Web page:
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Auditing Derivatives: Risk Management

Auditing Derivatives: Risk Management

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Published by Jasvinder Josen
Risk Management in investement banks dealing with derivatives can be very significant and complicated. Whatmore auditing such a function. This article suggests the perspective that an auditor should have so that he is not pulled in all directions.
Risk Management in investement banks dealing with derivatives can be very significant and complicated. Whatmore auditing such a function. This article suggests the perspective that an auditor should have so that he is not pulled in all directions.

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Published by: Jasvinder Josen on Oct 25, 2010
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11/15/2012

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This article appeared in The Malaysian Accountant journal,Sep-Oct 2010 issue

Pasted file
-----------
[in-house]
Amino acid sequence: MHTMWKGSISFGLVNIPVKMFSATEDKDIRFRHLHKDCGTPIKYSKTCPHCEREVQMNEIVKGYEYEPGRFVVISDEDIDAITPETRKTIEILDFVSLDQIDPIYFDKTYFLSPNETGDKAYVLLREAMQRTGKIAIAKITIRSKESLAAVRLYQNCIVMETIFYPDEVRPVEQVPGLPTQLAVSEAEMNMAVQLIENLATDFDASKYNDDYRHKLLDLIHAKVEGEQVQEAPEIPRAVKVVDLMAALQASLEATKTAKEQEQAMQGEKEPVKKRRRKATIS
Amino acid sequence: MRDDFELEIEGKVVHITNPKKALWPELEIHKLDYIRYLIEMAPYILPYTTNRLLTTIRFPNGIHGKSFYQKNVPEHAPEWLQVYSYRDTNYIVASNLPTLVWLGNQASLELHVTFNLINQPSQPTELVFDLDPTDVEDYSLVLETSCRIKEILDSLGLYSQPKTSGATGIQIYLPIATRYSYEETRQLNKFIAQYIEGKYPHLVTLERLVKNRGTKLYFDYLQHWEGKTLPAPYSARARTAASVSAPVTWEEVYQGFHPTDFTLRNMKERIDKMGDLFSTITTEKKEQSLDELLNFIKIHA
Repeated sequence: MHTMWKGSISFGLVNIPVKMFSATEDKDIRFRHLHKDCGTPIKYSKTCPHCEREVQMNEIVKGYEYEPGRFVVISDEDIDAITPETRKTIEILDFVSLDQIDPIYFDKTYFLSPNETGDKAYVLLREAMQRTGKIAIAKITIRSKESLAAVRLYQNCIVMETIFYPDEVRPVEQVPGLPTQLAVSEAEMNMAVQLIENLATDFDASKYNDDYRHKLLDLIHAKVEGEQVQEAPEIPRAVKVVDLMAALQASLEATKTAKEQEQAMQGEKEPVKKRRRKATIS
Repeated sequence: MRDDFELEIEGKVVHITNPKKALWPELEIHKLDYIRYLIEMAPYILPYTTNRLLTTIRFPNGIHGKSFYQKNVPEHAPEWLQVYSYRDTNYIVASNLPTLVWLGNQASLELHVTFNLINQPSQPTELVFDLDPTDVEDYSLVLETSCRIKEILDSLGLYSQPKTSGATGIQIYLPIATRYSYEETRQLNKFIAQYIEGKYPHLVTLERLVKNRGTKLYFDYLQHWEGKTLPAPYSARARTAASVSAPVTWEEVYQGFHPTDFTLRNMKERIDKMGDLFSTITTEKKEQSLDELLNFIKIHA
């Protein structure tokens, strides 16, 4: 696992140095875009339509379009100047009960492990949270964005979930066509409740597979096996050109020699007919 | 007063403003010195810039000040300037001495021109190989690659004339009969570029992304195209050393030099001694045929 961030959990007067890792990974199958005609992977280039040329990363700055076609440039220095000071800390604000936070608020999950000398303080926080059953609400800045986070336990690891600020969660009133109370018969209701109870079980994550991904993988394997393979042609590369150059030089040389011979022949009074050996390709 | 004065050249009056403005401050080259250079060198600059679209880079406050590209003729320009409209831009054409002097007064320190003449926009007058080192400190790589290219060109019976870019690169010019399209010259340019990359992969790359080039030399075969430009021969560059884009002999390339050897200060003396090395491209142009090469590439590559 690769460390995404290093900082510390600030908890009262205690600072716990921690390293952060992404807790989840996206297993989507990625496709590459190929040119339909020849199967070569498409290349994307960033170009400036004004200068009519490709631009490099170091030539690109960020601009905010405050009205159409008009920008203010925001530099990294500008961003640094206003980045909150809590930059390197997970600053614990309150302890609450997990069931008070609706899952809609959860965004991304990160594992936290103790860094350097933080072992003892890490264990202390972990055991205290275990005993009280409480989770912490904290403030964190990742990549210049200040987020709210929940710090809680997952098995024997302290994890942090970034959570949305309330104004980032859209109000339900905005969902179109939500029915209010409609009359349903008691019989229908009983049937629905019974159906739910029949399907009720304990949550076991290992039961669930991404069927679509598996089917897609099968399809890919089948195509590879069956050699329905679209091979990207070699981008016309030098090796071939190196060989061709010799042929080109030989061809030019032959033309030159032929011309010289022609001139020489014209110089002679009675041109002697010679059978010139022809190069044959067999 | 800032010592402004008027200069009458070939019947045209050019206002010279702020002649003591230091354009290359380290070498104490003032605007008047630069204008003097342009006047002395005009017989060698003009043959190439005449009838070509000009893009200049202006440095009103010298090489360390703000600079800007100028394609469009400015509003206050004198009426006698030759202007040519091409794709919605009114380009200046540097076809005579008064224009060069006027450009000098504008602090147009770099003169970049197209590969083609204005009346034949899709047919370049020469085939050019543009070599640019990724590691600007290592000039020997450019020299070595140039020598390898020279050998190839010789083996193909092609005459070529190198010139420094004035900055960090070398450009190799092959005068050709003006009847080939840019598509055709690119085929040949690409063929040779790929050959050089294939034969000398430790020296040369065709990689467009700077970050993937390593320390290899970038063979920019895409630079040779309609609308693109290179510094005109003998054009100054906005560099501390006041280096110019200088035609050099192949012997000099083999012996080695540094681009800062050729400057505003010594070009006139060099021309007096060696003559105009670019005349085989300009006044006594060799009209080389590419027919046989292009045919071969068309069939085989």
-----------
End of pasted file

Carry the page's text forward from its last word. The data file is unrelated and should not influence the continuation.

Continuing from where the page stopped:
Auditing Derivatives: Think of what can go wrong - RiskManagementBy Jasvin Josen
Being in the Risk Management unit of an Investment Bank can be very overwhelming, let aloneauditing this function. The term itself carries unpleasant reminders of past crisis; Barings, LTCM andOrange County of the 1990s; AIG, Bear Stearns and Lehman of 2008. All of these disasters seem todirectly implicate the Risk Management Group.The Risk Management group is quite different from the Trading Floor and Controlling Groupdiscussed in the last two issues. Some companies associate the function with recovery and disasterprocedures. However in an investment bank, risk management is far more encompassing.According to the International Financial Risk Institute(http://riskinstitute.ch/), risk managementprovide four important functions: